Results 1 - 88 of 88 English pages for " reminds me of Metallica".
Results 1 - 36 of 36 English pages for " similar to Garden State".
Results 1 - 66 of 66 English pages for " sounds like The Shins".

Just get creative and you'll, without a doubt, find cool new stuff you probably never knew existed.

15. Use Google as a free proxy

What, your company blocks that hip new web site just because it drops the F bomb occasionally? Use Google's cache to take a peek even when the originating site's being blocked, with


16. Remove affiliate links from product searches

When you're sick of seeing duplicate product search results from the likes of eBay, Bizrate, Pricerunner, and, clear 'em out by stacking up the operator. Alternately, check out Give Me Back My Google, a service that does all that known reseller cleaning up for you when you search for products.

Example: Compare this GMBMG search for a Cruzer 1GB flash drive to the regular Google results.

17. Find related terms and documents

Ok, this one's direct from any straight-up advanced search operator cheat sheet, but it's still one of the lesser-used tricks in the book. Adding a tilde (~) to a search term will return related terms. For example, Googling ~nutrition returns results with the words nutrition, food, and health in them.

18. Find music and comic books

Using a combination of advanced search operators that specify music files available in an Apache directory listing, you can turn Google into your personal Napster. The same type of search recipe can find other types of content as well.

-inurl:(htm|html|php) intitle:"index of" +"last modified" +"parent directory" +description +size +(wma|mp3) "Beatles"
-inurl:htm -inurl:html intitle:"index of" "Last modified" spider-man cbr
-inurl:htm -inurl:html intitle:"index of" "Last modified" simpsons cbr

19. ID people, objects, and foreign language words and phrases with Google Image Search

Google Image search results show you instead of tell you about a word. Don't know what beans looks like? Not sure if the person named "Priti" who you're emailing with is a woman or a man? Spanish rusty and you forgot what "corazon" is? Pop your term into Google Image Search (or type image beans into the regular search box) to see what your term's about.

20. Find live webcams with Google

The trick to find and search for open unprotected Internet webcams that broadcast to the web, is by using the following query: intitle:”Live View / – AXIS” | inurl:view/view.shtml^

21. Make Google recognize faces

If you're doing an image search for Paris Hilton and you don't want any of the French city, a special URL parameter in Google's Image search will do the trick. Add &imgtype=face to the end of your image search to just get images of faces, without any inanimate objects. Try it out with a search for rose (which returns many photos of flowers) versus rose with the face parameter.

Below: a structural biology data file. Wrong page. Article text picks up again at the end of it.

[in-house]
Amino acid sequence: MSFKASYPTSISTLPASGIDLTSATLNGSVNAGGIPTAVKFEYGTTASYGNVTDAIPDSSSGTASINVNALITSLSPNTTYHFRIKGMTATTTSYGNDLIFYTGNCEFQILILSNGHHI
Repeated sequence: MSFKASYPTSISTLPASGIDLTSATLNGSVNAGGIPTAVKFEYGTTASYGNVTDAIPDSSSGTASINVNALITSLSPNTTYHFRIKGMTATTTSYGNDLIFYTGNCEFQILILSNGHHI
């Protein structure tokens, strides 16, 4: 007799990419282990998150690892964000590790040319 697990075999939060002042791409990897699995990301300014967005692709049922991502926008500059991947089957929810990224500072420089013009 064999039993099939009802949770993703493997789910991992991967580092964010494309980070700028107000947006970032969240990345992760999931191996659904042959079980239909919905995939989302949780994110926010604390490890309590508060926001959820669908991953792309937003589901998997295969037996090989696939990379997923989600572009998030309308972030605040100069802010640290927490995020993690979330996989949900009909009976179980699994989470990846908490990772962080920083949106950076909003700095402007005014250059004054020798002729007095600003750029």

1. Top 10 Obscure Google Search Tricks
2. 12 Quick Tips To Search Google Like An Expert

What's your favorite ninja Google search technique?

Prevent websites from resizing Firefox's browser window

Wednesday, August 5, 2009

Firefox is my browser of choice. This browser is now more secure than ever, rock solid, very polished and popular enough that you had dozens of extensions to customize it to your liking.

Now, one of the most obvious tweaks you can apply to your Firefox installation is removing the annoyance of letting websites resize the window at their will. Despite of the more sophisticated pop-up blocker that comes in most recent versions of the browser, many websites still do away with popping those up and in many cases resizing either your main window or maximizing the pop-up window to get your full attention (just before you hit the X button).

You won’t even need an add-on to do this.

  1. Go to Tools > Options
  2. Click on the Content tab
  3. Next to where it says "Enable Javascript", click on Advanced
  4. Uncheck the option "Move or resize existing windows"
  5. It is also a good idea uncheck the option "Raise or lower windows"

Click on the OK button twice to save the changes, and then you’re done. This will disallow any website to adjust the size of your browser window. It’s a great way to make sure your browsing experience stays yours.

How to reproduce this annoying feature ?

A simple way to do it is using JavaScript:

<script type="text/javascript">

The screen width, height can be obtained from: screen.width and screen.height

var w = screen.width;
var h = screen.height;

To move a browser window to a specific location on the users screen using JS:

window.moveTo(0, h - 100);

To resize the browser window: window.resize(width, height);

window.moveTo(w/2, h/2);


This code is usually written in the HTML page within the tag <body>. If you want to test if you have this annoying feature enabled click here.